Invasive Species Compendium

Detailed coverage of invasive species threatening livelihoods and the environment worldwide

Abstract

Evaluation of botanicals and synthetic insecticides against eucalyptus gall wasp, Leptocybe invasa (Eulophidae: Hymenoptera).

Abstract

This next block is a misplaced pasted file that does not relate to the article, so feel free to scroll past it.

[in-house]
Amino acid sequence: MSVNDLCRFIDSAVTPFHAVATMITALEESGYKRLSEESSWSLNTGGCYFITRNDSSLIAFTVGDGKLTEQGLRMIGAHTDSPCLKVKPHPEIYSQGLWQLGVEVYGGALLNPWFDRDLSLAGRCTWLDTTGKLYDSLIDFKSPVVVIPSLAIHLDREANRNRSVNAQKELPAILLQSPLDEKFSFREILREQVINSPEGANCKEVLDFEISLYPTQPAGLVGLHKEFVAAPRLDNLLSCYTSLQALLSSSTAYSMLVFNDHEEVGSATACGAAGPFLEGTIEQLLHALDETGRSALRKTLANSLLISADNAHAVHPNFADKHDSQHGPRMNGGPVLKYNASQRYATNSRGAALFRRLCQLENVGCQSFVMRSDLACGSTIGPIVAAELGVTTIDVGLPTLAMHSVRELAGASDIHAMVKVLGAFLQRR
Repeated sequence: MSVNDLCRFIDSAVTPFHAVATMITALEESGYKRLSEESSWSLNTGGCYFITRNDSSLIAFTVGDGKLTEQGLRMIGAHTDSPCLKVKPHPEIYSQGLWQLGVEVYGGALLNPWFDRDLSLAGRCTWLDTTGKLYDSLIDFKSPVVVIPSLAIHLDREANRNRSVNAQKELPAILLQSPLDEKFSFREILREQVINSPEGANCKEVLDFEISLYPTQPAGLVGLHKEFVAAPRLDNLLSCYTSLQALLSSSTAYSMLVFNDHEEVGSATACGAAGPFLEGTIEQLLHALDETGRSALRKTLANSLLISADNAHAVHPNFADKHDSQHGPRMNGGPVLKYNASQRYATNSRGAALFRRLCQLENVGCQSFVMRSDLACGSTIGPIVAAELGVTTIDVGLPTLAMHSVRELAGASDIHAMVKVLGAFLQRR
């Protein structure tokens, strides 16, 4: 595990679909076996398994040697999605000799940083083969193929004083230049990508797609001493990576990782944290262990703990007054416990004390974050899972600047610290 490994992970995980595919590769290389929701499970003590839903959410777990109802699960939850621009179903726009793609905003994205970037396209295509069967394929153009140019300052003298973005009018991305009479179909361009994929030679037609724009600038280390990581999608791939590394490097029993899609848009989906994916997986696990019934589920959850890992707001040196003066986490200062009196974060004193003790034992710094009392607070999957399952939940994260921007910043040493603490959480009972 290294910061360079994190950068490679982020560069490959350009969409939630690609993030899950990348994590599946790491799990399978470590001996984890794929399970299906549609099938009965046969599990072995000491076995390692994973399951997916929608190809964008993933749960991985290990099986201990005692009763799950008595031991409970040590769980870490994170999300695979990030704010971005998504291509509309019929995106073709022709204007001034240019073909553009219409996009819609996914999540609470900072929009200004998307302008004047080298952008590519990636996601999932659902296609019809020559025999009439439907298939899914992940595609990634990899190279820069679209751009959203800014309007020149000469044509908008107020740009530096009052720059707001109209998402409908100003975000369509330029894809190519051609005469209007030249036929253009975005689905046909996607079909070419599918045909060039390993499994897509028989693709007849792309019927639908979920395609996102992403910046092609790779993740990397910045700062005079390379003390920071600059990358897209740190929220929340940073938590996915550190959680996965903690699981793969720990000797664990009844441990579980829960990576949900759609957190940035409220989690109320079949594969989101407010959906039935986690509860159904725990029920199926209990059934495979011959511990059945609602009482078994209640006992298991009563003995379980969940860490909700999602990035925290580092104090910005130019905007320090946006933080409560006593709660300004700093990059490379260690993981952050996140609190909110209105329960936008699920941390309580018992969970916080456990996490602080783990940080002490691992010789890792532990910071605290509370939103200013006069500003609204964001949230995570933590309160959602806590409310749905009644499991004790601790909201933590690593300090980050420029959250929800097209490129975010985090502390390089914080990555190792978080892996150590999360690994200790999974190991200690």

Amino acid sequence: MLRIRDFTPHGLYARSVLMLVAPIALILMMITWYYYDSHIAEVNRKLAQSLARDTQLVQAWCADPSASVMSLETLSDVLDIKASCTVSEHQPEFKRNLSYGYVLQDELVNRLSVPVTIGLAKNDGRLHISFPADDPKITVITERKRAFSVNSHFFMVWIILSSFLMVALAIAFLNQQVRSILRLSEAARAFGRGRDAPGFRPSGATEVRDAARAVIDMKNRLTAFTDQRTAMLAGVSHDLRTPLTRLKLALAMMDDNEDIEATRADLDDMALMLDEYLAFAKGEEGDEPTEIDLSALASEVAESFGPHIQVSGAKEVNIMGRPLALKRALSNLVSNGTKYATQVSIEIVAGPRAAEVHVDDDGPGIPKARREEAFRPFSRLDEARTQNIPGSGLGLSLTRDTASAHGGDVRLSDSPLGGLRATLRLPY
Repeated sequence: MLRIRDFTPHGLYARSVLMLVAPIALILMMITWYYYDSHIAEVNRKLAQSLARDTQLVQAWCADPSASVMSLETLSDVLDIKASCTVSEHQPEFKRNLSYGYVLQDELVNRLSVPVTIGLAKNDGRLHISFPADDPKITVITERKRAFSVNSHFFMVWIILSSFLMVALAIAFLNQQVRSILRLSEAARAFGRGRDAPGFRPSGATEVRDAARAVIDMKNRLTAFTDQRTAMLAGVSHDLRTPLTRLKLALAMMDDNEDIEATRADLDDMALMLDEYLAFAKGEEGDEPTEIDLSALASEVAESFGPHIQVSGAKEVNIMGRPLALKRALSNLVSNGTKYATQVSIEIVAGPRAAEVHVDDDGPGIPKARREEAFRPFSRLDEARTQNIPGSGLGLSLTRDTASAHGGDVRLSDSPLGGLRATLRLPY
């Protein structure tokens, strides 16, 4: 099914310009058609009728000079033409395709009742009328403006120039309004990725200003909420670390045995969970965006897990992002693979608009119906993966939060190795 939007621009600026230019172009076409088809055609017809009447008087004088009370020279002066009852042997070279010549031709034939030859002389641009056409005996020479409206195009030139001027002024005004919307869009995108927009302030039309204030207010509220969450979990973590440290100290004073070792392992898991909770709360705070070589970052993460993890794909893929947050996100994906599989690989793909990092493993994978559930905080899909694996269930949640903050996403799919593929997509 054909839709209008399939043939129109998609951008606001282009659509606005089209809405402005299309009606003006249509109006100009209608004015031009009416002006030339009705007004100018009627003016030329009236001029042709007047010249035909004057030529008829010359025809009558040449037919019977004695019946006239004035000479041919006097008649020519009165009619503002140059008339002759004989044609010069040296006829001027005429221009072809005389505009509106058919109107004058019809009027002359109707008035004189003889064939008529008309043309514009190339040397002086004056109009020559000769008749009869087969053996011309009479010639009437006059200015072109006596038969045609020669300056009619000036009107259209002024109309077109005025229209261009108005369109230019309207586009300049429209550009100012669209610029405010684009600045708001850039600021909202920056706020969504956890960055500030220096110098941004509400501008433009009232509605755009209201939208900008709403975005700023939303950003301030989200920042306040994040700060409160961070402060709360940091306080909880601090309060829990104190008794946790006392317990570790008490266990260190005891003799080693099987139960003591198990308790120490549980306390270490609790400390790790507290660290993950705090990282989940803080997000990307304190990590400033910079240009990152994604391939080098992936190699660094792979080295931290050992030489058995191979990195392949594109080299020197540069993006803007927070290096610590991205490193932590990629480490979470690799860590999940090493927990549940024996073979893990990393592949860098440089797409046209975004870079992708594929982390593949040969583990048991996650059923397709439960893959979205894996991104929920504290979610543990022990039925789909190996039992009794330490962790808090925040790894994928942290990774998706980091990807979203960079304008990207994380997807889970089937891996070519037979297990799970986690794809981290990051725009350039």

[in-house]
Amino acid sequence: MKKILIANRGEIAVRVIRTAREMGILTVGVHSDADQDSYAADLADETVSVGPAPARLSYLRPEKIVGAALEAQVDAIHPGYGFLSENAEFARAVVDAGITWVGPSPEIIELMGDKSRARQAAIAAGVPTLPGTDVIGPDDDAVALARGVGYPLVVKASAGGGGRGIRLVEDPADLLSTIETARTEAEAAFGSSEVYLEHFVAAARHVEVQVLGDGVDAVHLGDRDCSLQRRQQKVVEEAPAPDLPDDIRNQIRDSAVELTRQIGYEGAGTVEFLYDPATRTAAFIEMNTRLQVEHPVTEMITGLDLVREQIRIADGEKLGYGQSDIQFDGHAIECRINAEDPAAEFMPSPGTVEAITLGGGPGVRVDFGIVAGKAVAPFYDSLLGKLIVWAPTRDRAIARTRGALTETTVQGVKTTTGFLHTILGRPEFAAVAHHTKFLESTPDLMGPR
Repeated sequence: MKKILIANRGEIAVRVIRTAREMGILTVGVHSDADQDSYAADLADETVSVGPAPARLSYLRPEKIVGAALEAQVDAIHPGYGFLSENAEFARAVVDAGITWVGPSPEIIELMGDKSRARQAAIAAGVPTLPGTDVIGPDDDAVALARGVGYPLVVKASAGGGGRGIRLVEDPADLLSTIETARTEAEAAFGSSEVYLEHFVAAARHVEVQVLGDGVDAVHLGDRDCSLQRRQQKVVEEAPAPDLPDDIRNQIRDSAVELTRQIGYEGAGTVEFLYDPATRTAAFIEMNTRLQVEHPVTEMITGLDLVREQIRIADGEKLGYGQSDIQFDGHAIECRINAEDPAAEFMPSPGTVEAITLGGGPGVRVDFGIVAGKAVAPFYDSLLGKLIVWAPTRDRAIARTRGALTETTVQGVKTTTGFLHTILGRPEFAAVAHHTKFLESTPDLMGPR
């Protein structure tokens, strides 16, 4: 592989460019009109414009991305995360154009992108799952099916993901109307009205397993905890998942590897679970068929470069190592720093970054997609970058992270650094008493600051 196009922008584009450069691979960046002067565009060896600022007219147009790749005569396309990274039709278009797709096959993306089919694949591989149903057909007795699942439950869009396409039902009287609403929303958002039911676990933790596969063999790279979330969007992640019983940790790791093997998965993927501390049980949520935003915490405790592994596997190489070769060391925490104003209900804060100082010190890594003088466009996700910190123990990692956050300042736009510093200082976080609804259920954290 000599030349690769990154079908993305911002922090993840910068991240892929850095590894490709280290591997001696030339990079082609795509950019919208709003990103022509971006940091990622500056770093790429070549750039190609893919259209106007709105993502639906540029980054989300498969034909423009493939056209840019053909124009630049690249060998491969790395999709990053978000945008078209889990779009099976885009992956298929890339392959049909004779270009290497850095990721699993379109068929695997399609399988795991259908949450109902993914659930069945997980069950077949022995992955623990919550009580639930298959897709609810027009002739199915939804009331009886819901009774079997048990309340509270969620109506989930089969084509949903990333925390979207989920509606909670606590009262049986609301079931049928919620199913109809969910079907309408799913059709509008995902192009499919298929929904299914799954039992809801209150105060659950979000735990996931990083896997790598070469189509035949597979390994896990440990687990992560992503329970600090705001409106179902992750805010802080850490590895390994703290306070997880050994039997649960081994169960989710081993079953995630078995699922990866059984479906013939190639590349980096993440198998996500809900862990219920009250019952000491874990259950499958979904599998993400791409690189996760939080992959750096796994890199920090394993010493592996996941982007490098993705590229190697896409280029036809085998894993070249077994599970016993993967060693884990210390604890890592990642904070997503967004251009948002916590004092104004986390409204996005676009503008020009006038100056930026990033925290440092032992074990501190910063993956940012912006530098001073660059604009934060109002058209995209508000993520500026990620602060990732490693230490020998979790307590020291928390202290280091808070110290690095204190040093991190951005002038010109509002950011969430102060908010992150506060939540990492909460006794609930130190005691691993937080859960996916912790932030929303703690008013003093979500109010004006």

A field experiment was conducted during the kharif of 2008 in a 2-year-old Eucalyptus plantation in Sirsi, Karnataka, India, to evaluate the efficacy of carbofuran 3G (0.5 or 1.0 g per plant), methyl parathion 50 EC [parathion-methyl] (1.0 ml/litre), imidacloprid 17.8 SL (0.25 ml/litre), 300 ppm Multineem (2.5 or 5.0 ml/litre), 5% soapnut (Sapindus spp.) aqueous extract (50 g/litre), and Multineem and soapnut (5 ml + 50 g/litre) against L. invasa. The insecticides were more effective in the reduction of gall formation than the plant-based treatments. The spot application of carbofuran 3G at 0.5 (4.3 galls per 10-cm twig) and 1.0 g per plant (4.7), foliar spraying of methyl parathion (4.3) and imidacloprid (4.0) resulted in the lowest number of galls. At 15 DAFS, foliar spraying of imidacloprid (4.7), carbofuran 3G at 0.5 (8.0) and 1.0 g per plant (6.0), and methyl parathion (6.0) registered the lowest number of galls. On average, imidacloprid was the most effective among the treatments (6.0), followed by methyl parathion (8.5). The mean number of galls varied from 17.9 to 22.5 for the plant-based treatments, and 23.7 for the untreated control.